The third major championship of the season takes place this week, with the US Open kicking off on Thursday. We take a look at some of the major talking points ahead of the event at the Country Club in Brookline, Boston.

How long will a shadow cast LIV Golf?

He is the biggest problem in golf right now. Naturally, he dominated this week’s pre-event press briefings. Justin Thomas called it “sad”. Phil Mickelson did his best to deflect and spread. Rory McIlroy and Jon Rahm spoke eloquently as usual, each fiercely defending the PGA Tour. Brooks Koepka was, some would say rather ominously, visibly chippy.

Predictably, LIV Golf was the hot topic at Brookline Country Club, in what marks the first tournament since the launch of the Saudi-backed Invitational Series last week. Charl Schwartzel walked away as the inaugural winner of LIV on Saturday, pocketing $4.75 million in the process – $2.5 million more than the major championship bids this week.

It’s nearly impossible to avoid the game’s controversial new arrival right now. So, will there be any more player announcements this week? And how will PGA Tour loyalists mingle with LIV’s sidekicks on the pitch in Boston? Unfortunately, these talking points might overshadow everything else for the majority.

Crowds watch Rory McIlroy during a practice round at the Country Club in Brookline, Massachusetts.  APE

Will the Boston crowd react or pay attention?

Still loud, the Boston crowd will most likely play a role this week. In 1999, fans who descended on Brookline for the Ryder Cup heckled Team Europe, at times the emotion spilling over to the unsavory. Ask Colin Montgomerie. In the end, the home team benefited from the partisan support, using it to their advantage as the United States overturned a then-record four-point deficit to triumph.

While this week should be nowhere near as tribal as the biennial battle between continents, the development of LIV Golf adds an intriguing subplot. How will Mickelson, Dustin Johnson, Bryson DeChambeau and Patrick Reed, in particular, be received? The sentiment was stoked by the new series and only deepened by the inclusion of some of the game’s most famous names.

So far this week, players have been met with a generally warm reception. However, on Friday afternoons, or even on weekends, when the fans get particularly lively, reception might pick up. If extremely negative, could it affect player performance?

Phil Mickelson gives a thumbs up as he signs autographs for fans at the Country Club.  AFP

Can the much maligned Mickelson make even more history?

With his appearance this week generating plenty of unfavorable headlines, Mickelson’s quest to join a particularly select group has been somewhat overlooked. The American’s incredibly impressive six Major titles do not include the US Open, which means if he wins this week he will become just the sixth man to complete a career Grand Slam.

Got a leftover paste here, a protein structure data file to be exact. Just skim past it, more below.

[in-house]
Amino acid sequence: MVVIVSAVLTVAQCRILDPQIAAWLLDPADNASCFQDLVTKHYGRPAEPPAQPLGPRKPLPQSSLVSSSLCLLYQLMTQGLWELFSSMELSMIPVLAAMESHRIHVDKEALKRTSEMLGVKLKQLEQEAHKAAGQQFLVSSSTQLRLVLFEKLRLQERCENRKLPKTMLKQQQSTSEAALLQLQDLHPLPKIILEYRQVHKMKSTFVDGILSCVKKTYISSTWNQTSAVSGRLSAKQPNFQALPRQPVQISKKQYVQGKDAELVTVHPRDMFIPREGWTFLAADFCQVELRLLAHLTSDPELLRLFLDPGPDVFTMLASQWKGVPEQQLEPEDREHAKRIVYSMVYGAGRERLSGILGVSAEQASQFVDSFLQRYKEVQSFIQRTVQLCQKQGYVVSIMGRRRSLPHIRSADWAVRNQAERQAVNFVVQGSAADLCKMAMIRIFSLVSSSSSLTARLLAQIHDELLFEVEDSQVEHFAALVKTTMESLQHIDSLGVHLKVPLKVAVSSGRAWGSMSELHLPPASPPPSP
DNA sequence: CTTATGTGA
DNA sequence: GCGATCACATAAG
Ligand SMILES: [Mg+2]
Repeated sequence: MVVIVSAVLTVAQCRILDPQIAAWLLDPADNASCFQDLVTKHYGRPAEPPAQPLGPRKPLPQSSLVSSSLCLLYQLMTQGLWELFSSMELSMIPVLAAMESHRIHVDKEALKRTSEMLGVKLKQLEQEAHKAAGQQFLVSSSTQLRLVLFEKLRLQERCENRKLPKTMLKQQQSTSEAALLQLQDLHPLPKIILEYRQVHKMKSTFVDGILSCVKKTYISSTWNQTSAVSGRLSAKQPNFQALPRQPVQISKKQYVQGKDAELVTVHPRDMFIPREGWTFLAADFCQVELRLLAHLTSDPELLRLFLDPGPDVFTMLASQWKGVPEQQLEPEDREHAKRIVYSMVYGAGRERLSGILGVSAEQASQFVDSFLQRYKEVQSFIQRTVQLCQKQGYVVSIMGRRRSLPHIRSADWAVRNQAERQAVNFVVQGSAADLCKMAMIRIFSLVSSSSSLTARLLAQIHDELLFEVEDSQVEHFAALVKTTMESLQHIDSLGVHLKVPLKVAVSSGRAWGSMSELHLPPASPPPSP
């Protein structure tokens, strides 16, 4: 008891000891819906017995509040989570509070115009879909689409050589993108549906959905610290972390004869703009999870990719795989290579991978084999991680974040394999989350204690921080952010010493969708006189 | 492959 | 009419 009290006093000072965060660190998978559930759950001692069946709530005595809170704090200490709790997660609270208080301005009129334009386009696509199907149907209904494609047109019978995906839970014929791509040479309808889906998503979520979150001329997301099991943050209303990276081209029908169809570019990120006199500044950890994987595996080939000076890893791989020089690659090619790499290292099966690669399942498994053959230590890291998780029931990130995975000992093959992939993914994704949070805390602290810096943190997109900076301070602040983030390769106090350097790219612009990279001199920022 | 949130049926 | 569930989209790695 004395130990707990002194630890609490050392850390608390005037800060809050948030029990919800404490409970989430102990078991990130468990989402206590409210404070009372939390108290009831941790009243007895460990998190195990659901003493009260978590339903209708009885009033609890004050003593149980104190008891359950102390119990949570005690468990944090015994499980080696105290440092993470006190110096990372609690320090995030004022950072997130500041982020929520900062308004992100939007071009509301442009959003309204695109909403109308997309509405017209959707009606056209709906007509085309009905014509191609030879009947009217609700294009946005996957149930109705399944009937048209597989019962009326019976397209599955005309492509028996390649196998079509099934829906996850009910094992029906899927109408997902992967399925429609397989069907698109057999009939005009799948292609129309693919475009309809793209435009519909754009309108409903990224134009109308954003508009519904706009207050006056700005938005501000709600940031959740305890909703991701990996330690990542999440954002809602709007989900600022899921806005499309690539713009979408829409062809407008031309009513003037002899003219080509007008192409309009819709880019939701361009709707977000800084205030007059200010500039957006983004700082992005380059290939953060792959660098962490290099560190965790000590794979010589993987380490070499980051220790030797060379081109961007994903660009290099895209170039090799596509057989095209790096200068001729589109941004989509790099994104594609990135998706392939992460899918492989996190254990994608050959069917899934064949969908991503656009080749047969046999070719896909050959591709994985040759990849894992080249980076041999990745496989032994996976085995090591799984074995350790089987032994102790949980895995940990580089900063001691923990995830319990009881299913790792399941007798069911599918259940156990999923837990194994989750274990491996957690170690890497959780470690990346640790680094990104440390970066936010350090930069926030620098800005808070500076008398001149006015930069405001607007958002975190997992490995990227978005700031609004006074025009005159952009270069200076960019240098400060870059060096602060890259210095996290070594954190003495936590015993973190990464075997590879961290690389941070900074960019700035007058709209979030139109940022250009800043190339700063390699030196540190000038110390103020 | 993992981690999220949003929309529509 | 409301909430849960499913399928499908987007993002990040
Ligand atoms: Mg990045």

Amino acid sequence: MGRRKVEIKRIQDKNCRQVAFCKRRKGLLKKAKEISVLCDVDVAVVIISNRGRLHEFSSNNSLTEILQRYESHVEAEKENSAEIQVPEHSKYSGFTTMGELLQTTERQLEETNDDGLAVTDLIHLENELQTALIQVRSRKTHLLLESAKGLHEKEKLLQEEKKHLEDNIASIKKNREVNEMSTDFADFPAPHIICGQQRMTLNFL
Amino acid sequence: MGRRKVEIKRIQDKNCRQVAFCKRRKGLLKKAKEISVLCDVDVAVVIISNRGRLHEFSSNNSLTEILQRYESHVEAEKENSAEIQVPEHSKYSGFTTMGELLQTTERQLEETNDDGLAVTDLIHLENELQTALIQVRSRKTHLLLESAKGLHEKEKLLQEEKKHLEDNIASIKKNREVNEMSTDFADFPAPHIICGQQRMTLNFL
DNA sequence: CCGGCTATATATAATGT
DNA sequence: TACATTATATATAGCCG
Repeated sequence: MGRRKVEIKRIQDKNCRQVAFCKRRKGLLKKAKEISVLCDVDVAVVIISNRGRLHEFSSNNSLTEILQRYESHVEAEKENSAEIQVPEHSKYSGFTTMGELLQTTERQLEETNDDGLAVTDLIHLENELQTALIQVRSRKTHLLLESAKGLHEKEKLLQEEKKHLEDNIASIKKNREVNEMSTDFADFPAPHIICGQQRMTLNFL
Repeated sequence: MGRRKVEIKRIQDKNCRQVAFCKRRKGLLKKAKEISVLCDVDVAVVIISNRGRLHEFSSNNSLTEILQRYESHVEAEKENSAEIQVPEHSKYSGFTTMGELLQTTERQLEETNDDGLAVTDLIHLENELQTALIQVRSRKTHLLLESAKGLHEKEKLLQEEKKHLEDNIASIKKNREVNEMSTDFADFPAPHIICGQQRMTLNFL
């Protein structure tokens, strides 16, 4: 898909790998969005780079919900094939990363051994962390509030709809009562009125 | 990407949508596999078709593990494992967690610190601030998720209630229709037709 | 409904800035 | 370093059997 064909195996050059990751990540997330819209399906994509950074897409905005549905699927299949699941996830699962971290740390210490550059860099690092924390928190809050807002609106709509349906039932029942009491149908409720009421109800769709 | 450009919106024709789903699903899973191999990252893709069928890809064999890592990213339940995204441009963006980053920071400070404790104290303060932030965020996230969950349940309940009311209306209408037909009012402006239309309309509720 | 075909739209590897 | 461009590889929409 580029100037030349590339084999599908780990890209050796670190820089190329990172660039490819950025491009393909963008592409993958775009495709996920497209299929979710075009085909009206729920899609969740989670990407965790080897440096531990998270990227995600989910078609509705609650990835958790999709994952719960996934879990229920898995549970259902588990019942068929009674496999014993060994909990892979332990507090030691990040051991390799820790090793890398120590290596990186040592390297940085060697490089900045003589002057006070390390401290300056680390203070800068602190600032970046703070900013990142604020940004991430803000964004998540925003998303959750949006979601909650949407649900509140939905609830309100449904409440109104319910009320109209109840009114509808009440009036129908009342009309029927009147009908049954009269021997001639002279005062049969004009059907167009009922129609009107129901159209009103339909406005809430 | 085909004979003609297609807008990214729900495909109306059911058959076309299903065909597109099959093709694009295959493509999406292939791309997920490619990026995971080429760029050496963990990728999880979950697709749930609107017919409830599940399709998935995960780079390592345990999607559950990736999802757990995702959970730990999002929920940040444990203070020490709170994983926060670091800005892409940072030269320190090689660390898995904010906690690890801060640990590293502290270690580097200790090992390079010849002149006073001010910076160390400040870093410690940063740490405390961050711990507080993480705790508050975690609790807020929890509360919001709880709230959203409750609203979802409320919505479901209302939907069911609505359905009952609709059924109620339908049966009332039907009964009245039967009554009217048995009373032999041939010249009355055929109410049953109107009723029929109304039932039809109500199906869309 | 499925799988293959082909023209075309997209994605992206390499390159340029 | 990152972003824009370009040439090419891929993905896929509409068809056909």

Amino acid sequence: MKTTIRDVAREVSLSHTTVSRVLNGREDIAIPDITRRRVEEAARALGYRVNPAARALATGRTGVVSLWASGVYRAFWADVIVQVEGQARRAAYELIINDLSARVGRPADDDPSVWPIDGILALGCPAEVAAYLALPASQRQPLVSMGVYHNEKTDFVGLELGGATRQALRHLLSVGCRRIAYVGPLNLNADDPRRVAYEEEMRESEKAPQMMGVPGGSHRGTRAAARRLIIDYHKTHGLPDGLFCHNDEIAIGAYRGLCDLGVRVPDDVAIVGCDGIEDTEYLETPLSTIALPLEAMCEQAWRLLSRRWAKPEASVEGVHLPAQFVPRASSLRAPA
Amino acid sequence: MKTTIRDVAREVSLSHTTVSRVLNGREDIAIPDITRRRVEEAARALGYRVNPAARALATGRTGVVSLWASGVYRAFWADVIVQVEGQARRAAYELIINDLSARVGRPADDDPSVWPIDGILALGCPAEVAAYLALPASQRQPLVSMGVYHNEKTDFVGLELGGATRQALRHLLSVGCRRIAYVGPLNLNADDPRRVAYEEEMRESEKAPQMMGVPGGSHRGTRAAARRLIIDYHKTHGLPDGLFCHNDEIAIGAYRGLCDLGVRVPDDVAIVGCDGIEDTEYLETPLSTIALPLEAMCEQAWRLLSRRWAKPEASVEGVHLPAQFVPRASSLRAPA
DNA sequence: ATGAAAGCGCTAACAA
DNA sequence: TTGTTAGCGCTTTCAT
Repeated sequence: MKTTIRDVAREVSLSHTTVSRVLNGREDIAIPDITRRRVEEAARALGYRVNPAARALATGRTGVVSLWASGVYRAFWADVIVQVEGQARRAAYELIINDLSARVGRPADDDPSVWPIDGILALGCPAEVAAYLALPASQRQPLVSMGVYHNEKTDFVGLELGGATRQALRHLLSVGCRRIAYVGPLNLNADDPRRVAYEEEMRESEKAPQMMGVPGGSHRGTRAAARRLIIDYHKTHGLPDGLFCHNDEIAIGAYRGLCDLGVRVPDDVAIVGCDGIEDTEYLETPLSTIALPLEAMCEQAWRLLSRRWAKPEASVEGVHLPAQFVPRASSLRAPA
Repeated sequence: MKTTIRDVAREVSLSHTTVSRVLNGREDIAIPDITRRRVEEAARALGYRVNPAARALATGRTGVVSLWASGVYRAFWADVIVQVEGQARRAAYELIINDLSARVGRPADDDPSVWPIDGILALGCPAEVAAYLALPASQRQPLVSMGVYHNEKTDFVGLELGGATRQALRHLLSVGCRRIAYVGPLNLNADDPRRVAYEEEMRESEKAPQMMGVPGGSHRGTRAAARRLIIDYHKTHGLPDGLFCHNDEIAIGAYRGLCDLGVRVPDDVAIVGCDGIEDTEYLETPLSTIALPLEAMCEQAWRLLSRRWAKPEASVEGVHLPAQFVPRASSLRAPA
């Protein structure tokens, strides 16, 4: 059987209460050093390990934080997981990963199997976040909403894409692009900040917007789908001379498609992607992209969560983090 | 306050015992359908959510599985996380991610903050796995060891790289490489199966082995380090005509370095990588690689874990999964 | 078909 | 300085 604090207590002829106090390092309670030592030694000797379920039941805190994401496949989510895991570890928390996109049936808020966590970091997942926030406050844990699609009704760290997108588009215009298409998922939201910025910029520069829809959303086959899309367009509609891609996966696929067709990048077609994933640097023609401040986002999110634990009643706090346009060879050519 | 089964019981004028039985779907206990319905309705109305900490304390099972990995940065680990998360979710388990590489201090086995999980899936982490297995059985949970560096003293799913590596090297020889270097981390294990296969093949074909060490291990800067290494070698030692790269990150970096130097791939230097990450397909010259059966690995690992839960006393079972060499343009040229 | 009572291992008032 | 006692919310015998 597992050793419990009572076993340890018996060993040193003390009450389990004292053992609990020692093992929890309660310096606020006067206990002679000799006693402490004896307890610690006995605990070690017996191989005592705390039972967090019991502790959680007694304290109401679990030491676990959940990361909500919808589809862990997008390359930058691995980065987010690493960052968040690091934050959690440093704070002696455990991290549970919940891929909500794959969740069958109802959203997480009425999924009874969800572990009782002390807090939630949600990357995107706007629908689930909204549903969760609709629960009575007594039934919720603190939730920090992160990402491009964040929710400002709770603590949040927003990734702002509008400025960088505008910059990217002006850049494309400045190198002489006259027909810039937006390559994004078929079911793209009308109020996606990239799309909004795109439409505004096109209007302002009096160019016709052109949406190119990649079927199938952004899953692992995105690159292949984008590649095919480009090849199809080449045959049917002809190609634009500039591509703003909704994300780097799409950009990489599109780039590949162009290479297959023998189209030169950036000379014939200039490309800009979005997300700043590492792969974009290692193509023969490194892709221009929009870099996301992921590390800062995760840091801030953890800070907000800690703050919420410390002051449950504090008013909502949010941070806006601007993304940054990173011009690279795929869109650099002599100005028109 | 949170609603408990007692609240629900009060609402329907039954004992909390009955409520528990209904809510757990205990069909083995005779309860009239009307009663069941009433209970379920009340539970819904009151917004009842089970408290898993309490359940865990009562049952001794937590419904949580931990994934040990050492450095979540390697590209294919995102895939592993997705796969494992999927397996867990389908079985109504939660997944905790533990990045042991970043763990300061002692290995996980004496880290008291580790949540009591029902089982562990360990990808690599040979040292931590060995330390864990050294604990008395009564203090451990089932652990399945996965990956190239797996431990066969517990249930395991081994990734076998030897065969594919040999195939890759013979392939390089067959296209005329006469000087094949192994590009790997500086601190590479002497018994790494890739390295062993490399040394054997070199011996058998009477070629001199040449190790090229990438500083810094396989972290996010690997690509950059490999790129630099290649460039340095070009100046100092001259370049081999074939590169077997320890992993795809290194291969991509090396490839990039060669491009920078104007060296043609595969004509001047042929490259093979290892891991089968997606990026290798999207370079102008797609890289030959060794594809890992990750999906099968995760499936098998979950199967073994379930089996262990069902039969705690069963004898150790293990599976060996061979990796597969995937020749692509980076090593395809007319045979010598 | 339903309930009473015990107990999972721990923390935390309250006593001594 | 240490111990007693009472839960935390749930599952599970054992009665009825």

Mickelson already has his fair share of history, having reigned supreme over the US PGA Championship last year to become, at the age of 50, the sport’s oldest great champion. However, this has not been a normal buildup. Mickelson ended a voluntary four-month hiatus last week by playing in the opener at LIV Golf, but finished tied for 33rd (out of 48 players) as he clearly struggled throughout the weekend -end.

Mickelson attributed that to problems with the putter and resurfaced at Brookline on Monday emphasizing his short stick. The least we can say is that recent times have been difficult for Mickelson; how he performs this week, considered by many to be the leader of golf’s great revolution, will be extremely interesting to watch. Don’t forget he’s a six-time US Open runner-up.

Rory McIlroy is preparing for the US Open.  PA

Could Rory McIlroy go straight ahead and end a major drought?

Such is McIlroy’s reputation and obvious repertoire, that he comes across any major as one of the main storylines. So that was only accentuated by Sunday’s performance at the Canadian Open. The Northern Irishman delivered a display for the ages, fending off Thomas and others down the straight to shoot a 62 and secure a 21st PGA Tour title.

Victory at the RBC Canadian Open gives McIlroy the opportunity this week to become the first player since 2014 to win a major the week after winning the PGA Tour. The last to do so? McIlroy, when he completed his WGC-Bridgestone Invitational triumph with a victory at the US PGA Championship.

Perhaps crucially, his corner game was on point in Canada, a consistent weakness becoming a real strength to remind everyone that when all parts of his game are working, McIlroy remains the game’s standout contender. Still, it’s been eight long years since the 2011 US Open champion enjoyed major success. This week feels as good as any, really, to finally land a fifth “big one.”

Jon Rahm during a practice round ahead of the US Open at Brookline Country Club.  PA

Can Jon Rahm emulate Brooks Koepka’s successful defense?

Twelve months ago, Rahm recorded a remarkable finish at Torrey Pines to clinch a first Major crown. It was made all the more extraordinary by the fact that, weeks before, the Spaniard was forced to withdraw from the Memorial Tournament due to a positive Covid-19 test. At the time, he held a six-stroke lead.

The former world No. 1 enters this week as the second-ranked player in the field of 156 players, highlighted by last month’s victory at the US PGA Mexico Open – his first since the US Open 2021. back in any event is never easy, but even more so in the majors.

However, the most recent example was not so long ago, when Koepka retained the title he won in Erin Hills with a stunning performance at Shinnecock Hills in 2018. Rahm’s success last year ended the six-year American stranglehold on their national championship; this week again, he and McIlroy form the most obvious threat to America’s hopes for glory.

Updated: June 16, 2022, 03:45

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